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Some 264,000 housing units for Saudis needed yearly until 2020

Last updated: Monday, December 03, 2012 9:31 AM

 

 

JEDDAH — The Saudi housing market continues to expand on the back of high population growth and increasing availability of financing alternatives.

Other key determinants include the increasing kingdom’s GDP, growing Saudi labor force and rising personal income, which all have a direct impact on the housing market. This trend will continue as the Saudi economy is expected to grow by 3.9 percent through 2012, NCB Economist report on the Saudi Housing Sector said Sunday.

Key regulatory initiatives such as the newly passed mortgage law, once implemented, will certainly stimulate the demand for housing in the medium to long-term.

The Saudi housing market is already experiencing a supply/demand imbalance and this trend is expected to continue as the supply of houses will lag behind demand. Meanwhile, the lack of affordable housing continues to be a challenging issue, especially the limited ownership of modern homes (villa) by Saudis. In addition, the artificially high prices of land plots, which are increasingly sought after in the Kingdom as a long-term investment option by high net worth Saudis, are accessibly limited to Saudi citizens and home developers.

The housing market is crucial to the development and advancement of the Saudi Arabian economy. While several constraints exist, the potential for growth is plentiful. The demand for housing, especially affordable units, continues to grow at a rapid pace. The continued migration to the Kingdom’s three main regions of Makkah, Riyadh and Eastern Province has been exerting pressure on property developers and banks to provide the necesSRy facilities to accommodate such shifts.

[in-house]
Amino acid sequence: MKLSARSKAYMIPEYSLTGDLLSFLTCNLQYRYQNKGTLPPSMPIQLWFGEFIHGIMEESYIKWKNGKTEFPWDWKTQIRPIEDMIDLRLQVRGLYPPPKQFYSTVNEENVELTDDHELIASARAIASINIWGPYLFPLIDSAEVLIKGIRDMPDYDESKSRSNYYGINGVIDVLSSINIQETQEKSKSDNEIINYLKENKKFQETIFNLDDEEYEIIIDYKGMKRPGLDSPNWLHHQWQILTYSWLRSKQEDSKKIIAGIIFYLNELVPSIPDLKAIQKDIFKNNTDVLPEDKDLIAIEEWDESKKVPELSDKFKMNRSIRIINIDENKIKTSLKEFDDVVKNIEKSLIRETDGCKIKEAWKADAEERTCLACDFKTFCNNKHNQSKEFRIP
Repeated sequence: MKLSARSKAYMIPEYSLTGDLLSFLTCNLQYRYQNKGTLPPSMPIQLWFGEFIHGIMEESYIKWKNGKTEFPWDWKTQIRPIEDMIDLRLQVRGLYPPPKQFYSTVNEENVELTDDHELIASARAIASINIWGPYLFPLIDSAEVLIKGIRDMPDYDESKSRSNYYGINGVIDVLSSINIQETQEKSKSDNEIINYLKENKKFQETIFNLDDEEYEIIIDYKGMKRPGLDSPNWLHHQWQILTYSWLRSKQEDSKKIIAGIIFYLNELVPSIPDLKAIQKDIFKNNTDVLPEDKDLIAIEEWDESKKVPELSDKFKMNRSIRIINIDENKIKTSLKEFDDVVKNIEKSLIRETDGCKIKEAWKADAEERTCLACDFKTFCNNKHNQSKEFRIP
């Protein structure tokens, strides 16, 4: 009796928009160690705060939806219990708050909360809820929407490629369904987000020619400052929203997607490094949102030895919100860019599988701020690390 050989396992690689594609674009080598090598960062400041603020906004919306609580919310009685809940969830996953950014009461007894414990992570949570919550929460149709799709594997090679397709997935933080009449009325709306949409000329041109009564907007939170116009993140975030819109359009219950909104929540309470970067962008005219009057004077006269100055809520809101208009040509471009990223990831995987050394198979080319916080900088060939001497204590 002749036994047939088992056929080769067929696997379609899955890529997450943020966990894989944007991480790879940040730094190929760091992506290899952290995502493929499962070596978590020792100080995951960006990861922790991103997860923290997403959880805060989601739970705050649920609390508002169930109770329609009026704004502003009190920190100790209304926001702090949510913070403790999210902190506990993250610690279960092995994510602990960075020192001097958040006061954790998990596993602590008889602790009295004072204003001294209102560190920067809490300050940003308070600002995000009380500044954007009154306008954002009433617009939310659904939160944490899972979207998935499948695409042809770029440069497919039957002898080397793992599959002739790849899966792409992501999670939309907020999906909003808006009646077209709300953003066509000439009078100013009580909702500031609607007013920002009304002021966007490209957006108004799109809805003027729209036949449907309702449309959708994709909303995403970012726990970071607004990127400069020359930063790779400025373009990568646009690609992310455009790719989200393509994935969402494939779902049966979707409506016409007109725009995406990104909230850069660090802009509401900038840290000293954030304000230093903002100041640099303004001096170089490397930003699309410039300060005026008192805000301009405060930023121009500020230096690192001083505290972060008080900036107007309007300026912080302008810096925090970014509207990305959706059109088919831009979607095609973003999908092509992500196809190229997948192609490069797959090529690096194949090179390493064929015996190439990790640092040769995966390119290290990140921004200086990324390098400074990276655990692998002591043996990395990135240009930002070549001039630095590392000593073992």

In addition, the younger age demographic, which represents the largest segment of the population, besides generating additional demand as they enter the marrying age, are gradually breaking from the extended family life style.

A change in cultural norms caused a drop in the average household size.

Thus, the average Saudi household size will decrease to 5.28 persons per occupied housing unit by 2020.

 

Total housing stock is expected to expand from 4.6 million units in 2010 by 2.4 million units during the next 10 years, with annual demand rising from 195,000 in 2011 to 264,000 units by 2020.

The lack of affordable housing continues to be a challenging issue, which has limited home ownership for Saudis, as renters account for the largest share of the population at nearly 60 percent.

Assuming historical growth rates, the gross fixed capital formation in residential construction will amount to SR650 billion through 2020, the report said.

After factoring in the allocation of SR250 billion, total expenditures will reach SR900 billion, still short by SR400 billion needed to meet the SR1.3 trillion in housing expenditures. The report forecast that residential bank lending will reach SR60 billion in 2012.